Abstract - The Information Society 21(4)

Internet Research and the Sociology of Cyber-Social-Scientific Knowledge

Christine Hine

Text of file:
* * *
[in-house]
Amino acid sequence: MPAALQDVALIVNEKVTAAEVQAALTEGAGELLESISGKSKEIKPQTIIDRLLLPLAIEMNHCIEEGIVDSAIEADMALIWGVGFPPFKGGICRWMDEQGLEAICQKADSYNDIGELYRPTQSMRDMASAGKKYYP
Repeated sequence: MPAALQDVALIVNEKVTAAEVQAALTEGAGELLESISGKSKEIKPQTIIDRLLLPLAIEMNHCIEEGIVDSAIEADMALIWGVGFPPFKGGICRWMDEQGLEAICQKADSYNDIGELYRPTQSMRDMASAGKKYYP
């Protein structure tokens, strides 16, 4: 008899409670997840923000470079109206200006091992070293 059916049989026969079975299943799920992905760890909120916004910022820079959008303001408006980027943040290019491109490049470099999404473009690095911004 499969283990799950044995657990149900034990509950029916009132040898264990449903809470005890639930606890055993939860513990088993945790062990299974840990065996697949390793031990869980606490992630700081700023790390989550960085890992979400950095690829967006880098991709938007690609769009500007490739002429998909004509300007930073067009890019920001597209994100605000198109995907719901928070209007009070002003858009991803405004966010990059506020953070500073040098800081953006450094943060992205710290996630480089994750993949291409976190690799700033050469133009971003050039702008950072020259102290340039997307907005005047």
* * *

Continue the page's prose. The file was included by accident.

Perspectives from the sociology of scientific knowledge are deployed to explore the birth of Internet Research, focusing in particular on the development of methodological approaches. For a researcher based in the sociology of scientific knowledge, being an Internet Researcher has been a vivid opportunity to experience at first-hand a phenomenon usually studied from the outside. The paper begins by assessing some models of the process of scientific change. Characterizing Internet Research as new has been a potent resource for enrolling researchers into the field and positioning research responses. The development of virtual methods for doing social research illustrates the process of methodological innovation in social science and the negotiation of methodological adequacy. Methodological discussions have been enlivened by the advent of the Internet as an object of study. Internet Research has arguably been a valuable reflexive opportunity for the traditional disciplines which have fed its development.


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